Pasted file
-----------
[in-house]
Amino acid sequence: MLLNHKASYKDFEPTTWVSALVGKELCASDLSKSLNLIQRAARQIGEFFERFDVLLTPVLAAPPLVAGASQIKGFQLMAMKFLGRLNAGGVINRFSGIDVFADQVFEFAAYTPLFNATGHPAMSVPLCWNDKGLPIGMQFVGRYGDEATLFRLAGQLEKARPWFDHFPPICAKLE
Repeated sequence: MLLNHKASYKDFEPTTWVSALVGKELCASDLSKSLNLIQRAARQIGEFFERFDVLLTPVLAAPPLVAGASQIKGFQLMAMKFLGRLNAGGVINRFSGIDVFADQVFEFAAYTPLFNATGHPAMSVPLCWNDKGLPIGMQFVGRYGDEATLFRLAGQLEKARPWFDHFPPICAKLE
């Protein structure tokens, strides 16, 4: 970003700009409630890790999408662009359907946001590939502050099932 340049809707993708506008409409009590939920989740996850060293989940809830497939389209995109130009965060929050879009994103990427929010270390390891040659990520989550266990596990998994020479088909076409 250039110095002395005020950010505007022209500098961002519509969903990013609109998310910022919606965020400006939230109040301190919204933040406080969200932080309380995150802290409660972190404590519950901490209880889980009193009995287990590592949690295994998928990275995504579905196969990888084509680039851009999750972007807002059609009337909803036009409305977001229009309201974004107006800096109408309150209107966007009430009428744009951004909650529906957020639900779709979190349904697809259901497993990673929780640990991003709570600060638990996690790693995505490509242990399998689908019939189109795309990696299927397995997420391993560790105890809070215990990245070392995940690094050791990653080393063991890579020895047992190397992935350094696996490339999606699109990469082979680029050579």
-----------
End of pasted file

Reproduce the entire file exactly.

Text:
[in-house]
Amino acid sequence: MLLNHKASYKDFEPTTWVSALVGKELCASDLSKSLNLIQRAARQIGEFFERFDVLLTPVLAAPPLVAGASQIKGFQLMAMKFLGRLNAGGVINRFSGIDVFADQVFEFAAYTPLFNATGHPAMSVPLCWNDKGLPIGMQFVGRYGDEATLFRLAGQLEKARPWFDHFPPICAKLE
Repeated sequence: MLLNHKASYKDFEPTTWVSALVGKELCASDLSKSLNLIQRAARQIGEFFERFDVLLTPVLAAPPLVAGASQIKGFQLMAMKFLGRLNAGGVINRFSGIDVFADQVFEFAAYTPLFNATGHPAMSVPLCWNDKGLPIGMQFVGRYGDEATLFRLAGQLEKARPWFDHFPPICAKLE
């Protein structure tokens, strides 16, 4: 970003700009409630890790999408662009359907946001590939502050099932 340049809707993708506008409409009590939920989740996850060293989940809830497939389209995109130009965060929050879009994103990427929010270390390891040659990520989550266990596990998994020479088909076409 250039110095002395005020950010505007022209500098961002519509969903990013609109998310910022919606965020400006939230109040301190919204933040406080969200932080309380995150802290409660972190404590519950901490209880889980009193009995287990590592949690295994998928990275995504579905196969990888084509680039851009999750972007807002059609009337909803036009409305977001229009309201974004107006800096109408309150209107966007009430009428744009951004909650529906957020639900779709979190349904697809259901497993990673929780640990991003709570600060638990996690790693995505490509242990399998689908019939189109795309990696299927397995997420391993560790105890809070215990990245070392995940690094050791990653080393063991890579020895047992190397992935350094696996490339999606699109990469082979680029050579």